Findings in a study indicate that low doses of THC are therapeutically beneficial for treating Alzheimer’s disease.
Small doses of tetrahydrocannabinol (THC) are beneficial for treating Alzheimer’s disease, according to a preclinical study published in the Journal of Alzheimer’s Disease.
Using a cellular model of Alzheimer’s disease, neuroscientists at the University of South Florida found that extremely small doses of THC are effective at inhibiting the production of amyloid-beta proteins. Considered hallmarks of Alzheimer’s disease, amyloid beta proteins, or plaques, build up in the brain and interfere with cell communication and nutrient transport, leading to cell death.
“THC is known to be a potent antioxidant with neuroprotective properties, but this is the first report that the compound directly affects Alzheimer’s pathology by decreasing amyloid beta levels, inhibiting its aggregation, and enhancing mitochondrial function,” said Chuanhai Cao, PhD, the study’s lead author.
“Decreased levels of amyloid beta means less aggregation, which may protect against the progression of Alzheimer’s disease. Since THC is a natural and relatively safe amyloid inhibitor, THC or its analogs may help us develop an effective treatment in the future.”
Currently there is no cure for Alzheimer’s disease, which affects more than an estimated 5 million people in the United States. According to the Alzheimer’s Association, by 2050 the number of people in the U.S. with Alzheimer’s could rise to as high as 16 million.
The study’s findings are among the latest to be added to a growing body of evidence indicating that cannabis may hold the key to treating Alzheimer’s. Earlier this year, scientists from Salk Institute claimed they believed cannabis could help cure Alzheimer’s disease if the substance were rescheduled under federal law to remove regulations restricting research. Investigators at the institute had previously found evidence indicating THC’s effectiveness at breaking down the buildup of beta-amyloid protein plaques and reducing cell inflammation. An animal study conducted earlier this year found THC to restore memory and cognitive abilities, suggesting the cannabinoid could potentially help treat dementia.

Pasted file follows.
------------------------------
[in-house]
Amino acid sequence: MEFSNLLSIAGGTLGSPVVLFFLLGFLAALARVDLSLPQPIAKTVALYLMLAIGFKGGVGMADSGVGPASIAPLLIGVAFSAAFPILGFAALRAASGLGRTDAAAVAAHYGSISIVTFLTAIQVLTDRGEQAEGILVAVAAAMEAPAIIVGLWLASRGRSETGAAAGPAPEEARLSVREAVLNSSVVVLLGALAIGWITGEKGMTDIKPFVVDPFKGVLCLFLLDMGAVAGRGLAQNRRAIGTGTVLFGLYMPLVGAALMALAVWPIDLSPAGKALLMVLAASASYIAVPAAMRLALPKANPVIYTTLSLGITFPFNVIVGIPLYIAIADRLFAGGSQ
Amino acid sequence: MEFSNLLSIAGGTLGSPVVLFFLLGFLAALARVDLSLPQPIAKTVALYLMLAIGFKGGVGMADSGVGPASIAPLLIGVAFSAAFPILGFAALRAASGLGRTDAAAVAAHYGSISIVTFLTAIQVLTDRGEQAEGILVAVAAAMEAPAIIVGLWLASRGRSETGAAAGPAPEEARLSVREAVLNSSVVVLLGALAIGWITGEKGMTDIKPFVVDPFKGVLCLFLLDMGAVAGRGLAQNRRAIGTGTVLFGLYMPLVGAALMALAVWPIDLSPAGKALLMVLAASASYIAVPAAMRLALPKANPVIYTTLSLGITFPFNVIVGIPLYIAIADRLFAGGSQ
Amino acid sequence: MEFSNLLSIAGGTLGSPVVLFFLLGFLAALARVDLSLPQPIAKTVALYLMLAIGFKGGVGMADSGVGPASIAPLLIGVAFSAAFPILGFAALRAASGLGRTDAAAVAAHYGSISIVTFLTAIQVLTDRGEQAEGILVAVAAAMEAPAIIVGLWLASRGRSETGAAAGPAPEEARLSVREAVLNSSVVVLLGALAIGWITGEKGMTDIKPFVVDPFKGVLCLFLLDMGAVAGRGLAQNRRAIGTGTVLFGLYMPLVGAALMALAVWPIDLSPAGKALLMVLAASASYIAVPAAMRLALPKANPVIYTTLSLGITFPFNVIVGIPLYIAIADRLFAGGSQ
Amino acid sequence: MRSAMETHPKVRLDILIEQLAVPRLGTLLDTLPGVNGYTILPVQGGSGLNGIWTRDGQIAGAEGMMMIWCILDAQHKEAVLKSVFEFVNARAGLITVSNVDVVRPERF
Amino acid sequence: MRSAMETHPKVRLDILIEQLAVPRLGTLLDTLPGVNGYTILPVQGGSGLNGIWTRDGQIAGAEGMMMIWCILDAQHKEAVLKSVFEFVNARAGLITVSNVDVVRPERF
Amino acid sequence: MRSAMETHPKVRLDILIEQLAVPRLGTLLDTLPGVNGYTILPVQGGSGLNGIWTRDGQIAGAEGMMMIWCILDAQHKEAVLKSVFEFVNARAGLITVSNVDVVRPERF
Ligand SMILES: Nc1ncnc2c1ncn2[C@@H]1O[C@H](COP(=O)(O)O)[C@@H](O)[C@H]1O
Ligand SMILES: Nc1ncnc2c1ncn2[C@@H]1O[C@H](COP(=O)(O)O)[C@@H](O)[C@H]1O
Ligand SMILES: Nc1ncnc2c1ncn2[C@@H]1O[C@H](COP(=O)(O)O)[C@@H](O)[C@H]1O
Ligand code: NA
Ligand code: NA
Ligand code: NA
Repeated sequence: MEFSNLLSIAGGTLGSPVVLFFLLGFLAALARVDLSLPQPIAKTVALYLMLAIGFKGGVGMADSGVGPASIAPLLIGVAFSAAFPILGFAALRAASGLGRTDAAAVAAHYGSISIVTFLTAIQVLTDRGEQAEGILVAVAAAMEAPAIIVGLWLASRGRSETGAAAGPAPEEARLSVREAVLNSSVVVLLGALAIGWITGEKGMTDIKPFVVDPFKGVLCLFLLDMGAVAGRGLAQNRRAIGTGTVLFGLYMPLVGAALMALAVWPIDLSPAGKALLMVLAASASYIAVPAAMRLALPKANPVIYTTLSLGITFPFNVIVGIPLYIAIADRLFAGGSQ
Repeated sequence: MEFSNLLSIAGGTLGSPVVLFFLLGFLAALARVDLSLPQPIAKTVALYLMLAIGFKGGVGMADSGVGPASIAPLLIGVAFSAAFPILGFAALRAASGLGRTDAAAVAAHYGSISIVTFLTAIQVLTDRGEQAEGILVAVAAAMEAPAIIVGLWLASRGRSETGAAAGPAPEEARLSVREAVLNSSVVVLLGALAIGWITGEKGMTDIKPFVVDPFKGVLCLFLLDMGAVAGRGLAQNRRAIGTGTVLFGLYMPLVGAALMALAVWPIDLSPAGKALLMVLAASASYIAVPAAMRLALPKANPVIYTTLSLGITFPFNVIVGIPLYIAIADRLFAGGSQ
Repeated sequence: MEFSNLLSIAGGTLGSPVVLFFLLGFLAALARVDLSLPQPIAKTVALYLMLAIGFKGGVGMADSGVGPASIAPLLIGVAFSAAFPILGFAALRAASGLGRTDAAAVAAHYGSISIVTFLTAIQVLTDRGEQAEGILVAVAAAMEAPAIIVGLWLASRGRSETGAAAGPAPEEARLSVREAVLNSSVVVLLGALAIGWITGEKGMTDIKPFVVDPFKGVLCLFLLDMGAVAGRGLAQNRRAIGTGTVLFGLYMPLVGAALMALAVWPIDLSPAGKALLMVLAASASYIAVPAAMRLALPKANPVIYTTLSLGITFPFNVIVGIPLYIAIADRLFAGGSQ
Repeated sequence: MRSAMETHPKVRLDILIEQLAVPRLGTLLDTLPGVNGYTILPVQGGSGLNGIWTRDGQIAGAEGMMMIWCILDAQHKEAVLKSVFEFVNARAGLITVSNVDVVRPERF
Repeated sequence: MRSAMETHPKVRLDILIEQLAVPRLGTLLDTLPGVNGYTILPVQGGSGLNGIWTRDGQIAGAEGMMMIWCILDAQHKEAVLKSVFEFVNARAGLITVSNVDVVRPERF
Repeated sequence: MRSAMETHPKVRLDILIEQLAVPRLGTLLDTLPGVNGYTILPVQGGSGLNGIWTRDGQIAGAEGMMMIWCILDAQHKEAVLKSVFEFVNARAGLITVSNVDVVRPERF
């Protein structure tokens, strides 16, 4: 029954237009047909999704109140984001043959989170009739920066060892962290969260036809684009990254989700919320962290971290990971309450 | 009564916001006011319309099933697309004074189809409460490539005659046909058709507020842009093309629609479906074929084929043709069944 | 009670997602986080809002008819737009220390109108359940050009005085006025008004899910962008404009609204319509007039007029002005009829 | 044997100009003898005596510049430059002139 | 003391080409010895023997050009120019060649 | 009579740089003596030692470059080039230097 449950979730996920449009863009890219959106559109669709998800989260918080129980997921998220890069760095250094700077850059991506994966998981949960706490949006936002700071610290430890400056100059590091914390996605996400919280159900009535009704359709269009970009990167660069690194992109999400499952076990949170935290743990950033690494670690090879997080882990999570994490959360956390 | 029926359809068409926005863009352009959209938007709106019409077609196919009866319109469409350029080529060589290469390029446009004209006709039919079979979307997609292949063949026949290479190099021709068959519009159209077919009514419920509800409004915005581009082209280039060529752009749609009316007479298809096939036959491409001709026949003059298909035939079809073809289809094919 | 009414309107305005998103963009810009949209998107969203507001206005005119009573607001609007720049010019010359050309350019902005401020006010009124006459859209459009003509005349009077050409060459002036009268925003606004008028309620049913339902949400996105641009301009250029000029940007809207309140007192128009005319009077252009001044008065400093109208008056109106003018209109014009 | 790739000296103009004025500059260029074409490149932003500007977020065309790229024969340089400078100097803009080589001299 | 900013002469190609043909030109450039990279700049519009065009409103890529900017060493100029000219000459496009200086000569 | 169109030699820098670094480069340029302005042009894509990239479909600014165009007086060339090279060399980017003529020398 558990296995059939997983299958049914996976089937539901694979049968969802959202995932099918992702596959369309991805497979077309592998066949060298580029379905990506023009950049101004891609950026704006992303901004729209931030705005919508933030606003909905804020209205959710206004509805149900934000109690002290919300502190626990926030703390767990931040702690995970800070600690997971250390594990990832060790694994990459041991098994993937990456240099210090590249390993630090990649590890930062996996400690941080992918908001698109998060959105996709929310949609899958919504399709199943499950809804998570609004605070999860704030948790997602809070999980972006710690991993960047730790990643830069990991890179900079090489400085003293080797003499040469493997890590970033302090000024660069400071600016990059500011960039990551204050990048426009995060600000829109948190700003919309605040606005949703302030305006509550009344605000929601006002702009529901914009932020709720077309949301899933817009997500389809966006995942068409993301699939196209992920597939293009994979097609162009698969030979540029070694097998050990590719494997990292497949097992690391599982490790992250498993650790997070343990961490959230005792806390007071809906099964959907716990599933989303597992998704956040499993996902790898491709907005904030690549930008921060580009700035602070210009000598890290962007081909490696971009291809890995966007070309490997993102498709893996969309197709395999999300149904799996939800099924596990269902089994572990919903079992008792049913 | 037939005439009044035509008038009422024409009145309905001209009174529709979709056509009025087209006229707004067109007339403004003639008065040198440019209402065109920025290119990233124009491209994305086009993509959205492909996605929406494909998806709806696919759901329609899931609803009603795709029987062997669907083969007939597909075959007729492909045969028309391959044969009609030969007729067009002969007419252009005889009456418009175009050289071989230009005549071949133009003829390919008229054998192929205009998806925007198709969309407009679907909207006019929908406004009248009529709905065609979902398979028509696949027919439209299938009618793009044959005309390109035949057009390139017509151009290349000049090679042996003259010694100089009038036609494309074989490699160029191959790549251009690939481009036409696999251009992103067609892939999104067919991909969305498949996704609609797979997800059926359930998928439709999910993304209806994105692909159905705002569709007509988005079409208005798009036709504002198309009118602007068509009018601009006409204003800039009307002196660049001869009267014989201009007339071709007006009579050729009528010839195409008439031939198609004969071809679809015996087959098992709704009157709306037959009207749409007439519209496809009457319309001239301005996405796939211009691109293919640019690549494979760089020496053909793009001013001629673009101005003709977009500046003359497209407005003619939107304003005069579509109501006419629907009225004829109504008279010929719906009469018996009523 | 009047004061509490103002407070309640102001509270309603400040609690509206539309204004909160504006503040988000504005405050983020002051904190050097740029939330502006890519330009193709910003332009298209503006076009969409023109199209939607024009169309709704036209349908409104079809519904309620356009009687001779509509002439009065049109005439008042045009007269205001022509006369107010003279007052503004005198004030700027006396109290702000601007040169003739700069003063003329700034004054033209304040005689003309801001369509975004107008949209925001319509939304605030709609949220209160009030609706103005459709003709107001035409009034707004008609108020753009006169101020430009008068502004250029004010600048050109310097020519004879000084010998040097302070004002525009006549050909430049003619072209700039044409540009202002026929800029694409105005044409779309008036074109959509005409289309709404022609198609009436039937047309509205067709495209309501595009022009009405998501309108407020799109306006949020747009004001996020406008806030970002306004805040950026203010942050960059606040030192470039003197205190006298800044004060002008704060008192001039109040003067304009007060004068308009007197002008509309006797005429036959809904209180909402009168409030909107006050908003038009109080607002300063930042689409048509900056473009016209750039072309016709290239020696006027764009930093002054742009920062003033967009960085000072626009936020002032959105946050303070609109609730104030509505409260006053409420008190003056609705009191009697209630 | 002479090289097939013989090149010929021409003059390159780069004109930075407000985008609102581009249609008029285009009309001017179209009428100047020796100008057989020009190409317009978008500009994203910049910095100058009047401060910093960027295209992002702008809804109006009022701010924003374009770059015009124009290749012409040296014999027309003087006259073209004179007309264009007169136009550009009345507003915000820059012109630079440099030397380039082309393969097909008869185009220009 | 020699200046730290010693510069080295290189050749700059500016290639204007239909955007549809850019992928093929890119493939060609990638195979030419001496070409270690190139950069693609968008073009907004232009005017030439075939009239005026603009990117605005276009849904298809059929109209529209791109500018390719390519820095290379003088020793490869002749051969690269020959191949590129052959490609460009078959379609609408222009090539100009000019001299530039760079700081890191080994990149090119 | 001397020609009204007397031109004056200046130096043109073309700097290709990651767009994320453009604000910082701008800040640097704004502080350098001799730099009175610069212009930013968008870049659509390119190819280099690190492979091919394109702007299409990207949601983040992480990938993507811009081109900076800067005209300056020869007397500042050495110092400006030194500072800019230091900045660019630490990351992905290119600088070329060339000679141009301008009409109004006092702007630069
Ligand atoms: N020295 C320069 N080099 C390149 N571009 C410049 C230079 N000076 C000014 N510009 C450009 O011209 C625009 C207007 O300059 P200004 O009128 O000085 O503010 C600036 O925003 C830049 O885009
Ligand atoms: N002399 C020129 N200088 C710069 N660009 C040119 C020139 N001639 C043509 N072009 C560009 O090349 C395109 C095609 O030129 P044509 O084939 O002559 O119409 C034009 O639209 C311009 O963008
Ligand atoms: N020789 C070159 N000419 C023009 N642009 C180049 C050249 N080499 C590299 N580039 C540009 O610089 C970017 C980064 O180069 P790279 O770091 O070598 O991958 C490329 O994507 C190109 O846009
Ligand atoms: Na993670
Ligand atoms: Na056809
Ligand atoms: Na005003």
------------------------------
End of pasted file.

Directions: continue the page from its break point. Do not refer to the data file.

“While we are still far from a consensus, this study indicates that THC and THC-related compounds may be of therapeutic value in Alzheimer’s disease,” said Neel Nabar, a study co-author and MD/PhD candidate. “Are we advocating that people use illicit drugs to prevent the disease? No. It’s important to keep in mind that just because a drug may be effective doesn’t mean it can be safely used by anyone. However, these findings may lead to the development of related compounds that are safe, legal, and useful in the treatment of Alzheimer’s disease.”
The study also found THC enhanced mitochondrial function, meaning it improved the ability of cells to supply energy and transmit signals, therefore helping to maintain their health. The researchers also investigated whether combining THC and caffeine together had any impact on the effects, but none were observed.
You can access the entire study, “The Potential Therapeutic Effects of THC on Alzheimer’s Disease,” via IOS Press.